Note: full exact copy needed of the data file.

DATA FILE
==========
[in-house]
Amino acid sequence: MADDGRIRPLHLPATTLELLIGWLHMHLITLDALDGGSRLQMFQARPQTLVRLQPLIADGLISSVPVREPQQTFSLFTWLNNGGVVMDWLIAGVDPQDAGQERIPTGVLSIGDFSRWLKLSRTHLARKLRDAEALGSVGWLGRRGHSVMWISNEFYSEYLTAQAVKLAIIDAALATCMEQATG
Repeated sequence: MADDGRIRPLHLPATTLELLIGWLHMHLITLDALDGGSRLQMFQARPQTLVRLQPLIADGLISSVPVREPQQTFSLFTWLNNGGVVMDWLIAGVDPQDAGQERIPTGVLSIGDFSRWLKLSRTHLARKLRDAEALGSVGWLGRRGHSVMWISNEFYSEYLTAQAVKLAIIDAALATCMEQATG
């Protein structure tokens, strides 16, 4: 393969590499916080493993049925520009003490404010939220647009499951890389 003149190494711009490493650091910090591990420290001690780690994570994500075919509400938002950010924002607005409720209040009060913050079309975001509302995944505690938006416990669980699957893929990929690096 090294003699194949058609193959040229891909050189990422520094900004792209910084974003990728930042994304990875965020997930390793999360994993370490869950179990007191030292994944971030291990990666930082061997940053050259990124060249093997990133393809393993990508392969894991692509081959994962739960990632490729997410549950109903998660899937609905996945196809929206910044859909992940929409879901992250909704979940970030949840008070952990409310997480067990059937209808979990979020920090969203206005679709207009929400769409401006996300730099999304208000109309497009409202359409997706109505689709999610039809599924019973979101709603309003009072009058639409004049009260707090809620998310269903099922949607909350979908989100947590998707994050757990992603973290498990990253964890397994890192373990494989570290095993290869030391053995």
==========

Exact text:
[in-house]
Amino acid sequence: MADDGRIRPLHLPATTLELLIGWLHMHLITLDALDGGSRLQMFQARPQTLVRLQPLIADGLISSVPVREPQQTFSLFTWLNNGGVVMDWLIAGVDPQDAGQERIPTGVLSIGDFSRWLKLSRTHLARKLRDAEALGSVGWLGRRGHSVMWISNEFYSEYLTAQAVKLAIIDAALATCMEQATG
Repeated sequence: MADDGRIRPLHLPATTLELLIGWLHMHLITLDALDGGSRLQMFQARPQTLVRLQPLIADGLISSVPVREPQQTFSLFTWLNNGGVVMDWLIAGVDPQDAGQERIPTGVLSIGDFSRWLKLSRTHLARKLRDAEALGSVGWLGRRGHSVMWISNEFYSEYLTAQAVKLAIIDAALATCMEQATG
């Protein structure tokens, strides 16, 4: 393969590499916080493993049925520009003490404010939220647009499951890389 003149190494711009490493650091910090591990420290001690780690994570994500075919509400938002950010924002607005409720209040009060913050079309975001509302995944505690938006416990669980699957893929990929690096 090294003699194949058609193959040229891909050189990422520094900004792209910084974003990728930042994304990875965020997930390793999360994993370490869950179990007191030292994944971030291990990666930082061997940053050259990124060249093997990133393809393993990508392969894991692509081959994962739960990632490729997410549950109903998660899937609905996945196809929206910044859909992940929409879901992250909704979940970030949840008070952990409310997480067990059937209808979990979020920090969203206005679709207009929400769409401006996300730099999304208000109309497009409202359409997706109505689709999610039809599924019973979101709603309003009072009058639409004049009260707090809620998310269903099922949607909350979908989100947590998707994050757990992603973290498990990253964890397994890192373990494989570290095993290869030391053995």